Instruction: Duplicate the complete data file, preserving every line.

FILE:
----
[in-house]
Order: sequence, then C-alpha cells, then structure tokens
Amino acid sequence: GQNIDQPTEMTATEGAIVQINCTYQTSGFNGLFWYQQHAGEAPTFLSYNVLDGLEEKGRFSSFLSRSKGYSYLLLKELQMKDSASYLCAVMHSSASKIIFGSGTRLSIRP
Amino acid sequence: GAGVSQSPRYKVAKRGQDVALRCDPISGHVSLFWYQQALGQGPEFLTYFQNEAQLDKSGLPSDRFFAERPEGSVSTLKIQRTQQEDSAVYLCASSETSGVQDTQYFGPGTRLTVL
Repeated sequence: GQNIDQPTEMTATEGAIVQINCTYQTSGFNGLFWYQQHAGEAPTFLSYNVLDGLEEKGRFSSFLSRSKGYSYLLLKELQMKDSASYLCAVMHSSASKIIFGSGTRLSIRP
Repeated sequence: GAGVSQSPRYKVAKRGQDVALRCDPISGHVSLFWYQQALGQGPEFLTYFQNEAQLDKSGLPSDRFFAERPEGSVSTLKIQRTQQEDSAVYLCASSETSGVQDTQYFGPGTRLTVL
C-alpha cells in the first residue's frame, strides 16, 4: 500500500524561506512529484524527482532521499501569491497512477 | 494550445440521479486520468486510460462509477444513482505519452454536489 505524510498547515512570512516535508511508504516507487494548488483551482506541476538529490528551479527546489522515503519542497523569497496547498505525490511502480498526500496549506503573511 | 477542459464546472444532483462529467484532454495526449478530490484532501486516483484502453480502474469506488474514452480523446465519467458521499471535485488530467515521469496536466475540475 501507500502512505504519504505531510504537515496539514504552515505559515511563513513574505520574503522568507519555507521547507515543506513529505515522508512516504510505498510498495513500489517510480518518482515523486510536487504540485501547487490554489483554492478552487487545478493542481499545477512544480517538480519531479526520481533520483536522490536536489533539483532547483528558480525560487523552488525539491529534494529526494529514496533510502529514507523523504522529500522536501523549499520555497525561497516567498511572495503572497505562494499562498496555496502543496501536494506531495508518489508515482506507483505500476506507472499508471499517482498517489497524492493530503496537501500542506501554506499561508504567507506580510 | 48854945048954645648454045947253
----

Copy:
[in-house]
Order: sequence, then C-alpha cells, then structure tokens
Amino acid sequence: GQNIDQPTEMTATEGAIVQINCTYQTSGFNGLFWYQQHAGEAPTFLSYNVLDGLEEKGRFSSFLSRSKGYSYLLLKELQMKDSASYLCAVMHSSASKIIFGSGTRLSIRP
Amino acid sequence: GAGVSQSPRYKVAKRGQDVALRCDPISGHVSLFWYQQALGQGPEFLTYFQNEAQLDKSGLPSDRFFAERPEGSVSTLKIQRTQQEDSAVYLCASSETSGVQDTQYFGPGTRLTVL
Repeated sequence: GQNIDQPTEMTATEGAIVQINCTYQTSGFNGLFWYQQHAGEAPTFLSYNVLDGLEEKGRFSSFLSRSKGYSYLLLKELQMKDSASYLCAVMHSSASKIIFGSGTRLSIRP
Repeated sequence: GAGVSQSPRYKVAKRGQDVALRCDPISGHVSLFWYQQALGQGPEFLTYFQNEAQLDKSGLPSDRFFAERPEGSVSTLKIQRTQQEDSAVYLCASSETSGVQDTQYFGPGTRLTVL
C-alpha cells in the first residue's frame, strides 16, 4: 500500500524561506512529484524527482532521499501569491497512477 | 494550445440521479486520468486510460462509477444513482505519452454536489 505524510498547515512570512516535508511508504516507487494548488483551482506541476538529490528551479527546489522515503519542497523569497496547498505525490511502480498526500496549506503573511 | 477542459464546472444532483462529467484532454495526449478530490484532501486516483484502453480502474469506488474514452480523446465519467458521499471535485488530467515521469496536466475540475 501507500502512505504519504505531510504537515496539514504552515505559515511563513513574505520574503522568507519555507521547507515543506513529505515522508512516504510505498510498495513500489517510480518518482515523486510536487504540485501547487490554489483554492478552487487545478493542481499545477512544480517538480519531479526520481533520483536522490536536489533539483532547483528558480525560487523552488525539491529534494529526494529514496533510502529514507523523504522529500522536501523549499520555497525561497516567498511572495503572497505562494499562498496555496502543496501536494506531495508518489508515482506507483505500476506507472499508471499517482498517489497524492493530503496537501500542506501554506499561508504567507506580510 | 48854945048954645648454045947253